TOKYO – Beef is the big winner in a free trade agreement struck between Australia and Japan after seven years of negotiations, according to international news reports.
Under terms of the FTA the 38.5 percent Japanese tariff currently levied on Australian beef will be halved to 19.5 percent over 18 years, according to news reports. The tariff currently applies to frozen beef. A tariff on chilled beef will be cut to 23.5 percent from 38.5 percent over 15 years.
An overview document of the Japan Australia Economic Partnership Agreement (JAEPA) noted: “As the first significant beef exporter to secure preferential access to Japan, Australia will have an immediate advantage over its major competitors. Australian beef exports to Japan, worth $1.4 billion in 2013, will benefit from a halving of the tariff, with a deep cut immediately on entry into force.”
While Australian beef industry stakeholders were encouraged by the FTA, the National Cattlemen's Beef Association (NCBA) expressed concerns about JAEPA's impact on the Trans-Pacific Partnership.
“NCBA is deeply concerned that the Bilateral Trade Agreement between Japan and Australia does not call for full tariff elimination,” said Bob McCan, NCBA president, in a statement. “This Bilateral Agreement undermines the long-standing goals and principles that are the base of the Trans-Pacific Partnership (TPP).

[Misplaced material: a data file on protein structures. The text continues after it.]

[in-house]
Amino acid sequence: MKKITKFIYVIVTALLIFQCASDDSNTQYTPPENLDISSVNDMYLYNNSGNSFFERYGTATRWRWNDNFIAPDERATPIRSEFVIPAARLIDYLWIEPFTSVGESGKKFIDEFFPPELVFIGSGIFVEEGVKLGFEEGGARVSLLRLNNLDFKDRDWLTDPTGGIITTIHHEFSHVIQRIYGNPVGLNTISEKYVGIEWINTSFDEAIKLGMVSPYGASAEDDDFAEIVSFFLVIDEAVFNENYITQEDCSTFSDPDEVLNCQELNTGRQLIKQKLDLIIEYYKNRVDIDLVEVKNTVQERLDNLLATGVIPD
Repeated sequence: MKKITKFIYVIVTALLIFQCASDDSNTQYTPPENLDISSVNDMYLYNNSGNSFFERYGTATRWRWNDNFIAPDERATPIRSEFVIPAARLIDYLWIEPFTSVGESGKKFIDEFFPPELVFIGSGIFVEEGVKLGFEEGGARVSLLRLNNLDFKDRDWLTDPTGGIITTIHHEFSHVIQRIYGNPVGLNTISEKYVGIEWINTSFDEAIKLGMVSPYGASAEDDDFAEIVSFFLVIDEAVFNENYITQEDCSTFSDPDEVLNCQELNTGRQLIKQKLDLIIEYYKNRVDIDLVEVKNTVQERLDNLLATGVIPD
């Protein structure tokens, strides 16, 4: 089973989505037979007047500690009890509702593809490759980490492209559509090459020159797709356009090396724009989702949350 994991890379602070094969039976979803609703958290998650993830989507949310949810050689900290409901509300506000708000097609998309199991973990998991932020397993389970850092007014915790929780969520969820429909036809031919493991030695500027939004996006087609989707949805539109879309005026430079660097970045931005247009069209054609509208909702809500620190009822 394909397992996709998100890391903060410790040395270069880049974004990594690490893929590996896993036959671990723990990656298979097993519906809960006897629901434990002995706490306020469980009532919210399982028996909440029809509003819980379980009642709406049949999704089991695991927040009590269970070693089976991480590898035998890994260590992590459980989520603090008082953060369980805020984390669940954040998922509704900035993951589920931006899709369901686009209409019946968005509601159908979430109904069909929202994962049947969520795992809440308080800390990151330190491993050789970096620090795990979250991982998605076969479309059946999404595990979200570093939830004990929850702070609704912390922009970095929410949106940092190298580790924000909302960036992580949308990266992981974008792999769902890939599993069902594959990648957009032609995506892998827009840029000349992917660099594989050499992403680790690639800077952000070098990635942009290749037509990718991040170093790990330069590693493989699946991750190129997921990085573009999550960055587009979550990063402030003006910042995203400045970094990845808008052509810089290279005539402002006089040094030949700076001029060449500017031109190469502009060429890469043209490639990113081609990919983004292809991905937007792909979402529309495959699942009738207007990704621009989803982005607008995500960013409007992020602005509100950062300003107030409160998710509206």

“This development only pushes the high-standing ideals of TPP further out of reach for all countries involved, and it is not a move that US beef producers can support,” he added. “The TPP has been referred to as a 21st century agreement, but this Bilateral Agreement is from the 20th century playbook and will not serve to foster open trade and certainly will not benefit consumers and producers globally.”
The National Pork Producers Council
has called for a comprehensive offer by Japan to “liberalize” its agriculture sector. NPPC argued that Japan is trying to claim exemptions for sensitive products.
Prime Minister Tony Abbott was in Tokyo on his first North Asian trip. Japanese Prime Minister Shinzo Abe is expected to formally sign the deal in July when he travels to Canberra. The FTA will come into effect later in 2014.